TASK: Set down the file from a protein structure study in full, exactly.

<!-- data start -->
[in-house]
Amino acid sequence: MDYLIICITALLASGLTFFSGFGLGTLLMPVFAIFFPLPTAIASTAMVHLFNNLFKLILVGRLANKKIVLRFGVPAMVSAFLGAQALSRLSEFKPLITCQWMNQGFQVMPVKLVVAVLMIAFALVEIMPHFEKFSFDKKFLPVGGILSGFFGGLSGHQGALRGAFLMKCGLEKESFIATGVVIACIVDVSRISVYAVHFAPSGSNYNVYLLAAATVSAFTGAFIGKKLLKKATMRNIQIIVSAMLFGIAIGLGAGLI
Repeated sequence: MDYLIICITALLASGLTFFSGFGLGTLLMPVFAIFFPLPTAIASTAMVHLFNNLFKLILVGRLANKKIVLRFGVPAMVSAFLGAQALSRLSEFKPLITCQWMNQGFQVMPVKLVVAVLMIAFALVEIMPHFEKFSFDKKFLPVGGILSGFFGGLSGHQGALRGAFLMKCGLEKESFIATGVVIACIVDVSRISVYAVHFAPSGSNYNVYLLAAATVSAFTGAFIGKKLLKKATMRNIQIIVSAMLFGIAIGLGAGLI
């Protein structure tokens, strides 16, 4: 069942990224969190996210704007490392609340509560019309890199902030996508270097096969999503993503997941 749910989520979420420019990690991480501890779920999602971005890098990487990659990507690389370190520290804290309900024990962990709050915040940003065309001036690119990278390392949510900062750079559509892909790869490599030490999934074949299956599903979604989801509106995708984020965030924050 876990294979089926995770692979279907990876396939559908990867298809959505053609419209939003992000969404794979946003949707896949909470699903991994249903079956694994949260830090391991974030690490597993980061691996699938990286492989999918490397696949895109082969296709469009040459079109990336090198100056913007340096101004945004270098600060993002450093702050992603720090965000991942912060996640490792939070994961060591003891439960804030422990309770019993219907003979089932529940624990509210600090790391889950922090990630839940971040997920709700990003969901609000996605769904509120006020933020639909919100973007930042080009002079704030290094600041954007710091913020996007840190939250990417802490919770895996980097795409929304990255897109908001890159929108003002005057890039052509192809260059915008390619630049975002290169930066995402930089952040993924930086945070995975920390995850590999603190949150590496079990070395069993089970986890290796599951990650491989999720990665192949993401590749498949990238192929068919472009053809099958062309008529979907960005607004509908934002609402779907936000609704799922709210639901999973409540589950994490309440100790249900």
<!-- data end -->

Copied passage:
[in-house]
Amino acid sequence: MDYLIICITALLASGLTFFSGFGLGTLLMPVFAIFFPLPTAIASTAMVHLFNNLFKLILVGRLANKKIVLRFGVPAMVSAFLGAQALSRLSEFKPLITCQWMNQGFQVMPVKLVVAVLMIAFALVEIMPHFEKFSFDKKFLPVGGILSGFFGGLSGHQGALRGAFLMKCGLEKESFIATGVVIACIVDVSRISVYAVHFAPSGSNYNVYLLAAATVSAFTGAFIGKKLLKKATMRNIQIIVSAMLFGIAIGLGAGLI
Repeated sequence: MDYLIICITALLASGLTFFSGFGLGTLLMPVFAIFFPLPTAIASTAMVHLFNNLFKLILVGRLANKKIVLRFGVPAMVSAFLGAQALSRLSEFKPLITCQWMNQGFQVMPVKLVVAVLMIAFALVEIMPHFEKFSFDKKFLPVGGILSGFFGGLSGHQGALRGAFLMKCGLEKESFIATGVVIACIVDVSRISVYAVHFAPSGSNYNVYLLAAATVSAFTGAFIGKKLLKKATMRNIQIIVSAMLFGIAIGLGAGLI
């Protein structure tokens, strides 16, 4: 069942990224969190996210704007490392609340509560019309890199902030996508270097096969999503993503997941 749910989520979420420019990690991480501890779920999602971005890098990487990659990507690389370190520290804290309900024990962990709050915040940003065309001036690119990278390392949510900062750079559509892909790869490599030490999934074949299956599903979604989801509106995708984020965030924050 876990294979089926995770692979279907990876396939559908990867298809959505053609419209939003992000969404794979946003949707896949909470699903991994249903079956694994949260830090391991974030690490597993980061691996699938990286492989999918490397696949895109082969296709469009040459079109990336090198100056913007340096101004945004270098600060993002450093702050992603720090965000991942912060996640490792939070994961060591003891439960804030422990309770019993219907003979089932529940624990509210600090790391889950922090990630839940971040997920709700990003969901609000996605769904509120006020933020639909919100973007930042080009002079704030290094600041954007710091913020996007840190939250990417802490919770895996980097795409929304990255897109908001890159929108003002005057890039052509192809260059915008390619630049975002290169930066995402930089952040993924930086945070995975920390995850590999603190949150590496079990070395069993089970986890290796599951990650491989999720990665192949993401590749498949990238192929068919472009053809099958062309008529979907960005607004509908934002609402779907936000609704799922709210639901999973409540589950994490309440100790249900």